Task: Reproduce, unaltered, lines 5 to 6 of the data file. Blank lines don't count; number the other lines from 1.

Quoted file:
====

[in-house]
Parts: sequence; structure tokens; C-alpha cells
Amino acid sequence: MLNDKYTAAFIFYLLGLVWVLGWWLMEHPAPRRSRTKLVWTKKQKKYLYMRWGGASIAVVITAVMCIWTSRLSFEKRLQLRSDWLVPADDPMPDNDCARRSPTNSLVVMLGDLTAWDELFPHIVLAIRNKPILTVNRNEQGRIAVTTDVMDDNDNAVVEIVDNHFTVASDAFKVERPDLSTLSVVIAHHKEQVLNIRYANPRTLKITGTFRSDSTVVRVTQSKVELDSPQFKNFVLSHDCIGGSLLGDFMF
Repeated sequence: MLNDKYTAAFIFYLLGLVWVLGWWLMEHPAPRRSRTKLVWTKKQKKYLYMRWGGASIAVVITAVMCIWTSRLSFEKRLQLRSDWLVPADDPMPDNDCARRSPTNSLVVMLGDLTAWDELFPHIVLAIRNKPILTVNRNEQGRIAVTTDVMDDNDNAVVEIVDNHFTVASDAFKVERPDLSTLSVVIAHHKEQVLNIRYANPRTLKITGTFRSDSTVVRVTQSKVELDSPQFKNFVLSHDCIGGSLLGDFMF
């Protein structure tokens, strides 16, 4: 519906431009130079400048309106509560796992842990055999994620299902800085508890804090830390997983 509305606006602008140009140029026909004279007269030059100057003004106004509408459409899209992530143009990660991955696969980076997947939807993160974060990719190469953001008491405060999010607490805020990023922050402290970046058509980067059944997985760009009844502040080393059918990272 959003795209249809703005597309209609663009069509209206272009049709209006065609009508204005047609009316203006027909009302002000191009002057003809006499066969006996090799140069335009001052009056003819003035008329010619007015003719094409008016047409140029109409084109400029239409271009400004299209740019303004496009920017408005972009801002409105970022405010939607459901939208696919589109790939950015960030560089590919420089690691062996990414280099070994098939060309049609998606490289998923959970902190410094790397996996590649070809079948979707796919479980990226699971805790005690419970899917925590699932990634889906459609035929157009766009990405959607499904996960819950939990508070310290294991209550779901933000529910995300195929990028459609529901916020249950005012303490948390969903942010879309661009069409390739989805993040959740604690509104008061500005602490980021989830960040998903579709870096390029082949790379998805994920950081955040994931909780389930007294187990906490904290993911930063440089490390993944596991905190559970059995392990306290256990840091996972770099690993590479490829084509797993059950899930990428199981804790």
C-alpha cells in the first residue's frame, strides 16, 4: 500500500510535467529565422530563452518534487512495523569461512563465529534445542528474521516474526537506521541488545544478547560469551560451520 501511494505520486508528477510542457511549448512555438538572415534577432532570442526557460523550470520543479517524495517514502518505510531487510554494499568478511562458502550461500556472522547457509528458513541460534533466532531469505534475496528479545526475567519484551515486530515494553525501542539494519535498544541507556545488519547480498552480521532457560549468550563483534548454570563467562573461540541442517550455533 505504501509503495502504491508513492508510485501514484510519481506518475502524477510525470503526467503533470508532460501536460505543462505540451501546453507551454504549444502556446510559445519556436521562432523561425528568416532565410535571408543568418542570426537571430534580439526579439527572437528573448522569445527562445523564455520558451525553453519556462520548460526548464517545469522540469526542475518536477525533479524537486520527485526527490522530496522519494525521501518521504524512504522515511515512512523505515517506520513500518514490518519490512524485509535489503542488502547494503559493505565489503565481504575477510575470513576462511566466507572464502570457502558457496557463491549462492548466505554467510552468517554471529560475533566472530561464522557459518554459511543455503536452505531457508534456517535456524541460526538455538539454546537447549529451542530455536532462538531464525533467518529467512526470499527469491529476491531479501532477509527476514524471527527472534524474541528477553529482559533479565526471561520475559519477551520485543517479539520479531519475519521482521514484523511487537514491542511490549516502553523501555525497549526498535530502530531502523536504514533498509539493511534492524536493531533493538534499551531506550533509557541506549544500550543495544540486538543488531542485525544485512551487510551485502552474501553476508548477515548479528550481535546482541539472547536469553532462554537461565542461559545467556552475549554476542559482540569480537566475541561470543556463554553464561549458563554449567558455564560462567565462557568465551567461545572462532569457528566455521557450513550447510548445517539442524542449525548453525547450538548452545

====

């Protein structure tokens, strides 16, 4: 519906431009130079400048309106509560796992842990055999994620299902800085508890804090830390997983 509305606006602008140009140029026909004279007269030059100057003004106004509408459409899209992530143009990660991955696969980076997947939807993160974060990719190469953001008491405060999010607490805020990023922050402290970046058509980067059944997985760009009844502040080393059918990272 959003795209249809703005597309209609663009069509209206272009049709209006065609009508204005047609009316203006027909009302002000191009002057003809006499066969006996090799140069335009001052009056003819003035008329010619007015003719094409008016047409140029109409084109400029239409271009400004299209740019303004496009920017408005972009801002409105970022405010939607459901939208696919589109790939950015960030560089590919420089690691062996990414280099070994098939060309049609998606490289998923959970902190410094790397996996590649070809079948979707796919479980990226699971805790005690419970899917925590699932990634889906459609035929157009766009990405959607499904996960819950939990508070310290294991209550779901933000529910995300195929990028459609529901916020249950005012303490948390969903942010879309661009069409390739989805993040959740604690509104008061500005602490980021989830960040998903579709870096390029082949790379998805994920950081955040994931909780389930007294187990906490904290993911930063440089490390993944596991905190559970059995392990306290256990840091996972770099690993590479490829084509797993059950899930990428199981804790």
C-alpha cells in the first residue's frame, strides 16, 4: 500500500510535467529565422530563452518534487512495523569461512563465529534445542528474521516474526537506521541488545544478547560469551560451520 501511494505520486508528477510542457511549448512555438538572415534577432532570442526557460523550470520543479517524495517514502518505510531487510554494499568478511562458502550461500556472522547457509528458513541460534533466532531469505534475496528479545526475567519484551515486530515494553525501542539494519535498544541507556545488519547480498552480521532457560549468550563483534548454570563467562573461540541442517550455533 505504501509503495502504491508513492508510485501514484510519481506518475502524477510525470503526467503533470508532460501536460505543462505540451501546453507551454504549444502556446510559445519556436521562432523561425528568416532565410535571408543568418542570426537571430534580439526579439527572437528573448522569445527562445523564455520558451525553453519556462520548460526548464517545469522540469526542475518536477525533479524537486520527485526527490522530496522519494525521501518521504524512504522515511515512512523505515517506520513500518514490518519490512524485509535489503542488502547494503559493505565489503565481504575477510575470513576462511566466507572464502570457502558457496557463491549462492548466505554467510552468517554471529560475533566472530561464522557459518554459511543455503536452505531457508534456517535456524541460526538455538539454546537447549529451542530455536532462538531464525533467518529467512526470499527469491529476491531479501532477509527476514524471527527472534524474541528477553529482559533479565526471561520475559519477551520485543517479539520479531519475519521482521514484523511487537514491542511490549516502553523501555525497549526498535530502530531502523536504514533498509539493511534492524536493531533493538534499551531506550533509557541506549544500550543495544540486538543488531542485525544485512551487510551485502552474501553476508548477515548479528550481535546482541539472547536469553532462554537461565542461559545467556552475549554476542559482540569480537566475541561470543556463554553464561549458563554449567558455564560462567565462557568465551567461545572462532569457528566455521557450513550447510548445517539442524542449525548453525547450538548452545